A Brunch with Death: Student Caught in Meal Limbo



Plates are always empty during the No Meal Period as no one can feel hungry between 10:30 and 11 a.m.


UNDERGRADUATE DINING HALL—In the aftermath of what has been described by witnesses as “the greatest dining blunder in the past 10 years,” a local student has been taken into school custody, reportedly after attempting to acquire food in the undergraduate dining hall at 10:47 a.m. EST.

The news has blindsided Fordham Lincoln Center (FLC), as it is common knowledge that from Monday to Thursday, the dining hall serves breakfast from 7 a.m. to 10:30 a.m., lunch from 11 a.m. to 4 p.m. and dinner from 4 p.m. to 8 p.m.

The No Meal Period (NMP) from 10:30 a.m. to 11 a.m. has been a fixture of school dining policy since Fordham’s inception. The nature of the 30 minute blackout in meal coverage is largely unknown. Popular speculation points to a spacetime anomaly necessitating daily stabilization, explaining the interdimensional time beings on Fordham’s dining services payroll.

Upon detection and subsequent apprehension, the 18-year-old Caucasian male perpetrator in question was led out of the hall in handcuffs, stomach growling in defiance.

“You don’t mess with the schedule. Rules are rules, and if people start eating whenever they want, we’ll have anarchy,” explained a dining hall representative on the condition of anonymity. “Who could possibly be hungry at 10:45 a.m.?”

The idiocracy—or boldness—of the student’s actions has rocked the university to its very core. Support for the mealtime terrorist has manifested in elevator grumblings and unabashed dorm rants—which, thanks to McKeon Hall’s strategically thin walls, have allowed for quick detection and suppression by RAs. Conversely, support for the continued enforcement of the NMP has been resounding.

“It’s my job as an American to uphold every last societal convention I’ve been raised on to the letter,” said one concerned onlooker, peering through the street-level windows of the dining hall. “Liberal universities have kids questioning too much, and they act surprised when students choose to eat a sandwich after 10:30 and before 11. 10:45? Typical leftist ignorance.”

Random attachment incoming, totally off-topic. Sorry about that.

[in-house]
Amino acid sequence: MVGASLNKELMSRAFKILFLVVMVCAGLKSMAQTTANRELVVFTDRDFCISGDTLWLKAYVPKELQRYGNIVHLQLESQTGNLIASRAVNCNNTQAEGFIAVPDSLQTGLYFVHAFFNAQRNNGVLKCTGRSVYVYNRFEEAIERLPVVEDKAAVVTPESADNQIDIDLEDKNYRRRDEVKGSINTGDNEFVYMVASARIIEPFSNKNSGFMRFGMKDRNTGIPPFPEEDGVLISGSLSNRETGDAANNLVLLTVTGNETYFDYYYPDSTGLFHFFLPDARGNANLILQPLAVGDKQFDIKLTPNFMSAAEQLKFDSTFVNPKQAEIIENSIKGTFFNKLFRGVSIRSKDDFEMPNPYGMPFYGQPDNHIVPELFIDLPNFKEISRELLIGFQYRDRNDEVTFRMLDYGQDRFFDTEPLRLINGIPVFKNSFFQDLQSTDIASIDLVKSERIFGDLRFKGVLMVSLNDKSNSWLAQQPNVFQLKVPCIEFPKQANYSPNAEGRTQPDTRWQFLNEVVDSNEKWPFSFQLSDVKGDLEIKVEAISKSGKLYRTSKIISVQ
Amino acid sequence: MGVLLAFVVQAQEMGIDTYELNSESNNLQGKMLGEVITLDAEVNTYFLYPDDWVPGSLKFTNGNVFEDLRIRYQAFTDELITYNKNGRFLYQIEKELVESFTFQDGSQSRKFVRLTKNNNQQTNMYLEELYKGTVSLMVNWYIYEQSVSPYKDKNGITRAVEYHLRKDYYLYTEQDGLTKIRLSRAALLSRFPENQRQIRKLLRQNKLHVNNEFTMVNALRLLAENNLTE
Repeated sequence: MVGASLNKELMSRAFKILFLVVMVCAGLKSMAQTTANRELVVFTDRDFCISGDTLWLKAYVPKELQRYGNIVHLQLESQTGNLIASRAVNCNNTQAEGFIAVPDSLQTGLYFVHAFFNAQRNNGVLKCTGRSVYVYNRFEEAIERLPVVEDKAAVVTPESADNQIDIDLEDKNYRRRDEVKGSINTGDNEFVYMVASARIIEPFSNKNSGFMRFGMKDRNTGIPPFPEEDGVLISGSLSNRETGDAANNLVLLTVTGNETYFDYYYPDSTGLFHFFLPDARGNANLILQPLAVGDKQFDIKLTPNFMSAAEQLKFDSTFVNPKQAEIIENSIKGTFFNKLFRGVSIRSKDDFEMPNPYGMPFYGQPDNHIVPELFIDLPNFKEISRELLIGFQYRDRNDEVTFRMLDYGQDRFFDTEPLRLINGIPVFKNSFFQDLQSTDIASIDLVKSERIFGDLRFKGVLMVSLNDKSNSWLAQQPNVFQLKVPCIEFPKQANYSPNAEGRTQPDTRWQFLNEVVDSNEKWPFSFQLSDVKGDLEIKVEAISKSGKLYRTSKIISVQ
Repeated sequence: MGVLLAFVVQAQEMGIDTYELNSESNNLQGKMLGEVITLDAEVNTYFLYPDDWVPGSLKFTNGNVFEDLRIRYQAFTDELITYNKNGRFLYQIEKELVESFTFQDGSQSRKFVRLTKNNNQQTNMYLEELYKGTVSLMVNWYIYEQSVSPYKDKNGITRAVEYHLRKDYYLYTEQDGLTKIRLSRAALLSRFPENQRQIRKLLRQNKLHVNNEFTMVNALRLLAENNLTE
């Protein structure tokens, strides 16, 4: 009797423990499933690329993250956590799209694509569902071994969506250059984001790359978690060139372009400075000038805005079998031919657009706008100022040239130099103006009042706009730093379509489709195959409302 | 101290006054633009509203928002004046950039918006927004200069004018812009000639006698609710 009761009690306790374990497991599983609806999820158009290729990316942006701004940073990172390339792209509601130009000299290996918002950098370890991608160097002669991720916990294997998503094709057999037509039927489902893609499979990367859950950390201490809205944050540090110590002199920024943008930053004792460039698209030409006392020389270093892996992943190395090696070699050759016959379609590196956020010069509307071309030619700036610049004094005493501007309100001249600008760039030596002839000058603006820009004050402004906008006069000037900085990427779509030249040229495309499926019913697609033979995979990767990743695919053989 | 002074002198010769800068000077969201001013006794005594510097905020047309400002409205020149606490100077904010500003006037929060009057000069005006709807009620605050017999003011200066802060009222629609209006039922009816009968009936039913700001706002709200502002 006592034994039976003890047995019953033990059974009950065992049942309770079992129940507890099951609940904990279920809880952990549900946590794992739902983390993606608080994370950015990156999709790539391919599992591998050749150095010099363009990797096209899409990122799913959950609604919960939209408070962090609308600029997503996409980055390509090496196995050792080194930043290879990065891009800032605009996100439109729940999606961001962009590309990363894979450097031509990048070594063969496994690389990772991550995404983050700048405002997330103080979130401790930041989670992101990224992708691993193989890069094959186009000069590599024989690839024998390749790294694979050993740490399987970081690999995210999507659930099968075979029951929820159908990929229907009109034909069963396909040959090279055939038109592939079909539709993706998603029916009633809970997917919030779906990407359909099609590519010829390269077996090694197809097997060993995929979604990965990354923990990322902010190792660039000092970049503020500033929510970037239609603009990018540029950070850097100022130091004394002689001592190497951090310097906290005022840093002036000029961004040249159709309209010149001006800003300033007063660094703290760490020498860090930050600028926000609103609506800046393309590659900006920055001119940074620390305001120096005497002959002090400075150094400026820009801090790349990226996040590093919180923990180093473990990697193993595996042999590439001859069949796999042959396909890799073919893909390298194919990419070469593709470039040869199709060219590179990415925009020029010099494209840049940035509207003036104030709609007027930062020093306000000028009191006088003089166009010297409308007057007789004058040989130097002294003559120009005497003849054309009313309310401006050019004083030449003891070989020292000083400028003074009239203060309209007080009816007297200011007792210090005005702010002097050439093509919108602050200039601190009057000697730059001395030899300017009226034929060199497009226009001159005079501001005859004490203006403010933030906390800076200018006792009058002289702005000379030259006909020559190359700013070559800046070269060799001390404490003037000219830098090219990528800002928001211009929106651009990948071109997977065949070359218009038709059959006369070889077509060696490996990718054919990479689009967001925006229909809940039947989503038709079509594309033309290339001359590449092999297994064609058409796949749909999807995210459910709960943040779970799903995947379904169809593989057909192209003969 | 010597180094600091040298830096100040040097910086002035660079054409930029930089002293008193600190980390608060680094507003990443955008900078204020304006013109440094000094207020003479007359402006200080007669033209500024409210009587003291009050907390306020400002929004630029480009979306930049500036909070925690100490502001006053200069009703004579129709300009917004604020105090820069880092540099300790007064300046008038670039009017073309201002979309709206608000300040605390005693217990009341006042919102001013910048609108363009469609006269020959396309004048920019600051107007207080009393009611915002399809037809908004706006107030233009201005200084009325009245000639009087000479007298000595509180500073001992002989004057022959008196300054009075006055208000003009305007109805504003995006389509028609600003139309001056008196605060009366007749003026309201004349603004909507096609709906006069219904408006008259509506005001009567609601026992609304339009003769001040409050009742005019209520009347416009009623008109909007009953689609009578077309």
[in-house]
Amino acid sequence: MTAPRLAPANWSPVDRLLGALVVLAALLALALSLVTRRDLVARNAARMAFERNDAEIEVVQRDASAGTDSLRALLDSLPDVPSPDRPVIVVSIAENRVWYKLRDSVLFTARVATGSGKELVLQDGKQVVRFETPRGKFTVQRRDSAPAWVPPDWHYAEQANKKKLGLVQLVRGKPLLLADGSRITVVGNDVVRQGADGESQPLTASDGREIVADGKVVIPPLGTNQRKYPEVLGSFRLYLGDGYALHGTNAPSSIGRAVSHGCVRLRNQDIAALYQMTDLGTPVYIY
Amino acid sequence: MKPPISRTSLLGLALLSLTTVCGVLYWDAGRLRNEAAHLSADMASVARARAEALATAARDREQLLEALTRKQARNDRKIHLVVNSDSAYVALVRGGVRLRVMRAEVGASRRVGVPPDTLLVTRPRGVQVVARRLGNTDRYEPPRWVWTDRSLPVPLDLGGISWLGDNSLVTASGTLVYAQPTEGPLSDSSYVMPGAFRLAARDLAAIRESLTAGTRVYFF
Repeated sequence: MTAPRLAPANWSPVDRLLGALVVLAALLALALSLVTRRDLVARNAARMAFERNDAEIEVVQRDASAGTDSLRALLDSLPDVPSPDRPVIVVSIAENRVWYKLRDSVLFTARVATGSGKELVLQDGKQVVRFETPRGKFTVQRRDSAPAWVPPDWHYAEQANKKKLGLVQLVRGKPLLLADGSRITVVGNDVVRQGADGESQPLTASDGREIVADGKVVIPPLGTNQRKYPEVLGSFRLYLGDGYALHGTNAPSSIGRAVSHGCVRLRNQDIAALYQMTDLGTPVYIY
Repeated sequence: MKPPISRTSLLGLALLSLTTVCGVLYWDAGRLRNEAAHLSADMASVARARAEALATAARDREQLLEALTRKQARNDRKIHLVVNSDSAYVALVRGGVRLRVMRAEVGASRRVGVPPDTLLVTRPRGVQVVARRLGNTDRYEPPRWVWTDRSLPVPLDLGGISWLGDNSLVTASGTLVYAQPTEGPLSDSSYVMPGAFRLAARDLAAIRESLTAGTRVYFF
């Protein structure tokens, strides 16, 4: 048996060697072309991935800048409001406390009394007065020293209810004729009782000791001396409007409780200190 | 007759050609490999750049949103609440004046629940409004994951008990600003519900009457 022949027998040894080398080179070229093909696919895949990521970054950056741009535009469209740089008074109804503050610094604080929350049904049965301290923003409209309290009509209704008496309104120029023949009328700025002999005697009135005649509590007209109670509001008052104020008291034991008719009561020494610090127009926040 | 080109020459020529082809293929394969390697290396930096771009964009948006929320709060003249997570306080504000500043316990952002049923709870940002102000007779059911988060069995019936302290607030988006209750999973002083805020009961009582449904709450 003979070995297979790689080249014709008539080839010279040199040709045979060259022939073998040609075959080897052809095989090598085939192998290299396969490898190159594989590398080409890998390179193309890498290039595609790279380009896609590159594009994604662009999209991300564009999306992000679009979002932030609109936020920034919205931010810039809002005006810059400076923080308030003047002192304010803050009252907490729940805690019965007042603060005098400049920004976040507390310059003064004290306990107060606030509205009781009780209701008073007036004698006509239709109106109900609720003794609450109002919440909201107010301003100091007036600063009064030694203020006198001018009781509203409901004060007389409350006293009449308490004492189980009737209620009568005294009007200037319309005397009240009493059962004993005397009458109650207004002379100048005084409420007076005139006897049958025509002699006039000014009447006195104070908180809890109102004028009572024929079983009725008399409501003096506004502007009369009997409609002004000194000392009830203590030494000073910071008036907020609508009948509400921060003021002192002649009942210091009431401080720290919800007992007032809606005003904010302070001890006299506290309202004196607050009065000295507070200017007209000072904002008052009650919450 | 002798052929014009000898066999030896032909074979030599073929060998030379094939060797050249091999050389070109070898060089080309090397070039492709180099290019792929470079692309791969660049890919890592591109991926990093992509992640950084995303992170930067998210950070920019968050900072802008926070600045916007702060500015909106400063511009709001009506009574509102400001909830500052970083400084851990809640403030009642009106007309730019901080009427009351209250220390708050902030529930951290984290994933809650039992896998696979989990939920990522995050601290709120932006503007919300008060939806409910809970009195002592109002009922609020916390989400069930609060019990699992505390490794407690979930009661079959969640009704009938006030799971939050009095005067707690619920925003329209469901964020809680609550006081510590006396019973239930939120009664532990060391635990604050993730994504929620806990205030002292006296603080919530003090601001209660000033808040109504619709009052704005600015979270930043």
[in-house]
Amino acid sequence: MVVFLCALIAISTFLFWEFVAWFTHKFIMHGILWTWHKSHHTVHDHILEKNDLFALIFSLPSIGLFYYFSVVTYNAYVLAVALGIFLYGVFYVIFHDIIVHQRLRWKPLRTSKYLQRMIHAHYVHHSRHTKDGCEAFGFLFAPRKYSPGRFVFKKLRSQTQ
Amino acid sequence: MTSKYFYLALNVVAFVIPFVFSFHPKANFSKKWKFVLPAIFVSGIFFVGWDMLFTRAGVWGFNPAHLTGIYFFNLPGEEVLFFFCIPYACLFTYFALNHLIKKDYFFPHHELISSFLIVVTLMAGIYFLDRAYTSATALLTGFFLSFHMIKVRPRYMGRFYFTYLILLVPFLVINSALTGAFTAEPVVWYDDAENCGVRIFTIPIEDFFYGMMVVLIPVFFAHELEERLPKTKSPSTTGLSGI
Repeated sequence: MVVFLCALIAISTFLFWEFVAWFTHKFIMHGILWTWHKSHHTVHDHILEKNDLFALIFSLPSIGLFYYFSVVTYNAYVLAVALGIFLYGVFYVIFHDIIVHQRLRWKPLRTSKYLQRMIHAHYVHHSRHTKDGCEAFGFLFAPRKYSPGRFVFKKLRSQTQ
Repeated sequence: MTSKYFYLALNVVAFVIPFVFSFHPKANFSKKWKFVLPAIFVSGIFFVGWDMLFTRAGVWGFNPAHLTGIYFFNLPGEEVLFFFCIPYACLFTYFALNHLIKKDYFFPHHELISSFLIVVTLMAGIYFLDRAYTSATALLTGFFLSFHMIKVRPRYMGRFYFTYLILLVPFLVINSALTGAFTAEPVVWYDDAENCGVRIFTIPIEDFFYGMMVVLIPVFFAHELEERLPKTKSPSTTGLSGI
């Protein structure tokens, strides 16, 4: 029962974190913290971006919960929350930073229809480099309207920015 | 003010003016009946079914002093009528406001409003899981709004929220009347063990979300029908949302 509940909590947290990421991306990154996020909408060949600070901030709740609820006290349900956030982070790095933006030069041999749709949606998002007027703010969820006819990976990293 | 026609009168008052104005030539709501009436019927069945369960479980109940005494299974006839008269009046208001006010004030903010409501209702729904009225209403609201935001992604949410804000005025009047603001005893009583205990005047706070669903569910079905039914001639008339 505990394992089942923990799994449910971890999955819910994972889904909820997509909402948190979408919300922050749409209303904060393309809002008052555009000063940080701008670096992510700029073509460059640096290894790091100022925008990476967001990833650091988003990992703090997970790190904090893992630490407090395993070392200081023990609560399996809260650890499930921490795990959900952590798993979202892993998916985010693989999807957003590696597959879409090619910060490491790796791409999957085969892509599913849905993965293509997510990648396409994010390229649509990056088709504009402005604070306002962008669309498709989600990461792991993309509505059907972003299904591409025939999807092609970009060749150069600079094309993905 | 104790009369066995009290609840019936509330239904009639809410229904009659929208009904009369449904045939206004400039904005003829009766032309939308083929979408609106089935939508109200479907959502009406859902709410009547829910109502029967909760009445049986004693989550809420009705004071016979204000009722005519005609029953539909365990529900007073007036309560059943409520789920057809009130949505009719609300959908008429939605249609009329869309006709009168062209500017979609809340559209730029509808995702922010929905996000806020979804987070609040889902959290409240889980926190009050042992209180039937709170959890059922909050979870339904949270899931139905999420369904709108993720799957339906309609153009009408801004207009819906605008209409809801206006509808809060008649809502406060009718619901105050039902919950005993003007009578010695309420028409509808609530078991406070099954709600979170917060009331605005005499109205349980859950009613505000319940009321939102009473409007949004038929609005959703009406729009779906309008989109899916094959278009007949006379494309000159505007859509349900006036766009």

He ran away, shouting “Ignatius was a witch” over his shoulder, before he could be reached for further comment.

It is, understandably, ludicrous to imagine the precedent that could have been set had the student been served during the NMP. Similar alarming incidents of rogue eating, most notably foolhardy attempts to eat dinner after 7 p.m. on Saturdays, point to a similar conclusion: opportunities to fill students’ hedonistic stomachs outside of regular operating hours spell doom for the university.

This has not deterred school officials, as rumors of closing the NMP swirl through the university. A potential restructuring of operation hours smacks of 1930’s appeasement policy—all those familiar with “The Very Hungry Caterpillar” know the ramifications if an example is not made of this morning’s attempted 10:45 a.m. sandwich.

The 30 minutes between breakfast and lunch belong to no one. Fordham must not bend to the demands of its ravenous students: the NMP is a time for reflection and meditation just as the hours after 8 p.m., 7 p.m. on Saturdays, and 6 p.m. on Sundays are undoubtedly meant for intellectual stimulation and full-bellied studying.

The university surely holds its breath as a verdict is deliberated. In the meantime, students can rest easy knowing their full academic plates can be paired nicely with even fuller dining hall platters during normal operating hours. Fordham has put its trust in reason, tradition and cooler heads winning the day—one can only hope that rogue eating may prove to be just a passing fad.